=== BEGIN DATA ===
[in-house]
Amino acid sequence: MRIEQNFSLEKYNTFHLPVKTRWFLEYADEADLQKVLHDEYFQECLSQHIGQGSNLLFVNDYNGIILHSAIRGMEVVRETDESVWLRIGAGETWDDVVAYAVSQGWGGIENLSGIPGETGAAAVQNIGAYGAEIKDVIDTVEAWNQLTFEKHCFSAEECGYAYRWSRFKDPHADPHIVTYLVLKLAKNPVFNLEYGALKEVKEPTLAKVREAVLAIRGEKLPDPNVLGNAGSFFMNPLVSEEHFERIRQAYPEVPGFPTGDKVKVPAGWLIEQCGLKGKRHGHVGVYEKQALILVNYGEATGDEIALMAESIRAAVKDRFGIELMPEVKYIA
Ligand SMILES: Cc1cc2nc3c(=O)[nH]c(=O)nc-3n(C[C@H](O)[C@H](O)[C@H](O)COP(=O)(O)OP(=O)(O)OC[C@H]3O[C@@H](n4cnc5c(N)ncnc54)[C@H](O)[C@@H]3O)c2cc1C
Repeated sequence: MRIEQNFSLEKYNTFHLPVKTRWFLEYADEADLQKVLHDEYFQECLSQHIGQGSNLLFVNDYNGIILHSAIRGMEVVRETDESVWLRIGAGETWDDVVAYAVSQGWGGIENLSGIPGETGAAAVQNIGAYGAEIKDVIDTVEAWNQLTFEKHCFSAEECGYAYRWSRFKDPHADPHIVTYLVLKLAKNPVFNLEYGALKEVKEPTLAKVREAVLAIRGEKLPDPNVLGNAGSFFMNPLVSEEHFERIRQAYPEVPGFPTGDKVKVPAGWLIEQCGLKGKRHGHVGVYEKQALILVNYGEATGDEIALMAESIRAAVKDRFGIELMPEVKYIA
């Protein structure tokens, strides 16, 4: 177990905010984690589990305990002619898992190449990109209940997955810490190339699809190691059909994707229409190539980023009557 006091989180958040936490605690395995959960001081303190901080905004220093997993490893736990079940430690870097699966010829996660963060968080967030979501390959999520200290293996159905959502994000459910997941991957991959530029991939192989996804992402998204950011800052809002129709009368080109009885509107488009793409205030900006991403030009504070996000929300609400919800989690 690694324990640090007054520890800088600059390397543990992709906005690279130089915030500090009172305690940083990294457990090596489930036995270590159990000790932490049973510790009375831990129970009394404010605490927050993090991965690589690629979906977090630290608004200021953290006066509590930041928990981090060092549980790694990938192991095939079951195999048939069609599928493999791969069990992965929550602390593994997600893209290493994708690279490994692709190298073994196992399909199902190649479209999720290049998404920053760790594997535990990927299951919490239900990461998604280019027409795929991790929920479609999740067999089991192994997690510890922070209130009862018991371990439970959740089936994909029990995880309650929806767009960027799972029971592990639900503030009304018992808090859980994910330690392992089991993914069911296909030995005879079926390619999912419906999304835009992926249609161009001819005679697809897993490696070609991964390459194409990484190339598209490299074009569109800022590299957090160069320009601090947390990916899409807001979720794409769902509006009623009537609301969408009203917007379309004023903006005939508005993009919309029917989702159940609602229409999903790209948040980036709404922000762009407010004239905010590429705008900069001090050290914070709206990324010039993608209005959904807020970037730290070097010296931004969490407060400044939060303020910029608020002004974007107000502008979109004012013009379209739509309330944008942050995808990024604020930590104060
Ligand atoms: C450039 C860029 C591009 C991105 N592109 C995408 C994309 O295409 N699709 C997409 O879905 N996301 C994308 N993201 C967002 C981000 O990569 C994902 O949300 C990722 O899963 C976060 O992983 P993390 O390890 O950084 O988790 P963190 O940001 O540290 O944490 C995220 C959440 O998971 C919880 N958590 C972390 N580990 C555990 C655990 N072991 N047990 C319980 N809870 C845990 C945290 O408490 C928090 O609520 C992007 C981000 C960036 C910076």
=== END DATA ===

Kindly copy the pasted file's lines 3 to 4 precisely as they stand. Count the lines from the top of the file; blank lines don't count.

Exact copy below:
Ligand SMILES: Cc1cc2nc3c(=O)[nH]c(=O)nc-3n(C[C@H](O)[C@H](O)[C@H](O)COP(=O)(O)OP(=O)(O)OC[C@H]3O[C@@H](n4cnc5c(N)ncnc54)[C@H](O)[C@@H]3O)c2cc1C
Repeated sequence: MRIEQNFSLEKYNTFHLPVKTRWFLEYADEADLQKVLHDEYFQECLSQHIGQGSNLLFVNDYNGIILHSAIRGMEVVRETDESVWLRIGAGETWDDVVAYAVSQGWGGIENLSGIPGETGAAAVQNIGAYGAEIKDVIDTVEAWNQLTFEKHCFSAEECGYAYRWSRFKDPHADPHIVTYLVLKLAKNPVFNLEYGALKEVKEPTLAKVREAVLAIRGEKLPDPNVLGNAGSFFMNPLVSEEHFERIRQAYPEVPGFPTGDKVKVPAGWLIEQCGLKGKRHGHVGVYEKQALILVNYGEATGDEIALMAESIRAAVKDRFGIELMPEVKYIA